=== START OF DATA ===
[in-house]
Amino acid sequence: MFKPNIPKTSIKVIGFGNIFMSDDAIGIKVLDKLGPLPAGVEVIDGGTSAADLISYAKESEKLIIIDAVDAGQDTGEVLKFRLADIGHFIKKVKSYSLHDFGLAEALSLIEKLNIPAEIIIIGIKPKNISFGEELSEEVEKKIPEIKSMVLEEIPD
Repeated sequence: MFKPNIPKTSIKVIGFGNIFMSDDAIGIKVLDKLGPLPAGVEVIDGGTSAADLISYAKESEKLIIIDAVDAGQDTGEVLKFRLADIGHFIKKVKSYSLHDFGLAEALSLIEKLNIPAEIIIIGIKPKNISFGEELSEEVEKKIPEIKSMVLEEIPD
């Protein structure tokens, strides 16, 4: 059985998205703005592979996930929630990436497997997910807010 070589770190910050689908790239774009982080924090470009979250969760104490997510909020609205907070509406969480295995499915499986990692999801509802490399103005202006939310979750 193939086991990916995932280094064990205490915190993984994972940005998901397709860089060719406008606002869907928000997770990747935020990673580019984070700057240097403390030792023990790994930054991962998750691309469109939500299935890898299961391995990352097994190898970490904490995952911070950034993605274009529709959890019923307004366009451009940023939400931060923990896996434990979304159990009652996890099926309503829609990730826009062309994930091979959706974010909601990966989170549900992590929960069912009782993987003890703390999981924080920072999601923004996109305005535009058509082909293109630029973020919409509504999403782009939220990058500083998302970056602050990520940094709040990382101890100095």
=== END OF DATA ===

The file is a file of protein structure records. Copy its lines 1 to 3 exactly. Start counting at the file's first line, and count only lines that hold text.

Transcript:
[in-house]
Amino acid sequence: MFKPNIPKTSIKVIGFGNIFMSDDAIGIKVLDKLGPLPAGVEVIDGGTSAADLISYAKESEKLIIIDAVDAGQDTGEVLKFRLADIGHFIKKVKSYSLHDFGLAEALSLIEKLNIPAEIIIIGIKPKNISFGEELSEEVEKKIPEIKSMVLEEIPD
Repeated sequence: MFKPNIPKTSIKVIGFGNIFMSDDAIGIKVLDKLGPLPAGVEVIDGGTSAADLISYAKESEKLIIIDAVDAGQDTGEVLKFRLADIGHFIKKVKSYSLHDFGLAEALSLIEKLNIPAEIIIIGIKPKNISFGEELSEEVEKKIPEIKSMVLEEIPD